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    This is why I consider Obama to not be a leftist. He's a stealth right-winger. Every major initiative he has ends up feeding and enlarging the wealth and power of corporations.
     
  11. AFM

    AFM Registered User

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    And people are happy doing nothing about it... I just hope SOPA does not pass, that will be devastating!
     
  12. BEDickey

    BEDickey Premium Member

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    Here is something to think about. They upheld the "mandate" as a tax, but tax bills must start in the house. Obamacare started in the senate. This is not the last we have seen of this by a long shot.
     
  13. Brother Mark

    Brother Mark Registered User

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    All I know is my health care provider "blue cross blue shield" informed me that the cost of my medcine co-pays are going to be increasing, and the plan I have now that I use to pay 150 dollars a month for is going up to 200 a month and I don't get the same package. I want obamacare to be repealed, because I believe in the free market system. To me this socialist wish to have government health care is insane to me. How can we trust the government to run health care when they have bankrupted social security, meda care. I am a conservative so sorry is my views upset anyone, but we need to get the government out of the way and unleash the private section.
     
  14. Belcher

    Belcher Registered User

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    what will the pros and cons be with the government shutdowns. and the obamacare.
    what's the deal. .....
     
  15. Blake Bowden

    Blake Bowden Administrator Staff Member

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    Why can't we have healthcare systems like Norway, Denmark, New Zealand, etc? They offer better (government) healthcare and life expectancy is higher than the U.S.
     
  16. BryanMaloney

    BryanMaloney Premium Member

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    Part of the answer is geopolitical history: Of all the major participants, the USA suffered the least from World War I and World War II. That's what it comes down to. (New Zealand was part of the British Empire during these wars, so its policies are inherited from the experience of the UK, proper.) WWI + WWII left the major participants thoroughly devastated, with a large number of young men coming back from war and no economy to speak of to take up the huge labor influx. Most of these countries had two choices: Adopt a Bismarckian approach or face dictatorship. (The USSR simply continued dictatorship--everyone loves your policies when the alternative is the gulag.) The Allies were painfully aware of the economic and social problems that made the Nazis and Fascists so popular, and every Allied country had a pro-Nazi/pro-Fascist movement before WWII.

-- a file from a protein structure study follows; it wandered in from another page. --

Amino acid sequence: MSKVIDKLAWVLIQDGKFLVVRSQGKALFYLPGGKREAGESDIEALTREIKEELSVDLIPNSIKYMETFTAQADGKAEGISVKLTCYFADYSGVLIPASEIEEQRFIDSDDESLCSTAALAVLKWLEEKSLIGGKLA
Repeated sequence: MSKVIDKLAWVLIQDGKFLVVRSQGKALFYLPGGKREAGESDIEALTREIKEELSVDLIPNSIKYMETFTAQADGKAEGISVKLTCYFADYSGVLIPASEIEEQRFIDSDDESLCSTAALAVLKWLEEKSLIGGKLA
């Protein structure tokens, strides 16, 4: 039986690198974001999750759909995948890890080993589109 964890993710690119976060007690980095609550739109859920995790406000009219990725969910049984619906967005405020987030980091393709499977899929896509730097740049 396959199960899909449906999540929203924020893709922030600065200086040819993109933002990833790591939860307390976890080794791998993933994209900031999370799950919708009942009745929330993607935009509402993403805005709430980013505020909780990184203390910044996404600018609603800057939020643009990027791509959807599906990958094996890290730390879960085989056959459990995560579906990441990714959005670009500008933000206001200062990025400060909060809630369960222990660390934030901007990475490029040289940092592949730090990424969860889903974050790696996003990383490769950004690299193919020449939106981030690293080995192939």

So, that was their apparent choice: Follow the Weimar Republic into destruction and start the cycle over again or adopt at least some level of paternalistic government. Under DeGaulle, it was conservative paternalism. In the UK, it was Labour-led social programs. The Social Democrats did it in Germany. In the USA, on the other hand, the economy took off like a rocket. We had the ONLY large industrial base that hadn't been bombed to pieces. It was easy to pay for healthcare through private means.

    Part of the answer is racial: It has been well established that it is far easier to implement paternalistic systems, like "national healthcare" in racially homogeneous countries. It is no surprise at all that Scandanavia leads the way in this, since it has some of the least racially diverse countries in the world. However, as racial (and other ethnic) diversity increases, it becomes harder to obtain agreement to widespread social programs. People are innately inclined to accept programs that help "their own kind". Being happy to help others requires a higher level of refinement. The explosion of diversity in immigration after WWII made matters even more difficult in the USA.

    Part of the answer is economic history: The USA was a pioneer in the insurance industry. Our government didn't have to worry as much about this issue because private benevolent aid and insurance companies were chugging along nicely. After WWII (funny how that keeps coming up), economic entrenchment of an insurance "industry" was massive, specifically because employers begged Roosevelt to allow them some way to compete for labor even in the face of a wage freeze. It was illegal to offer higher wages due to "wartime measures". Thus, how could you attract workers? Remember, you couldn't offer less hours and same total pay, since that would raise the hourly wage. So, the us government worked out a deal. They would exempt the portion of health insurance premiums paid by employers from taxation. This would allow employers to carry a larger portion of the insurance burden. Health insurance revenues skyrocketed, and a very powerful industry and lobby was born. Any attempt to impose a national system would have to fight against this industry.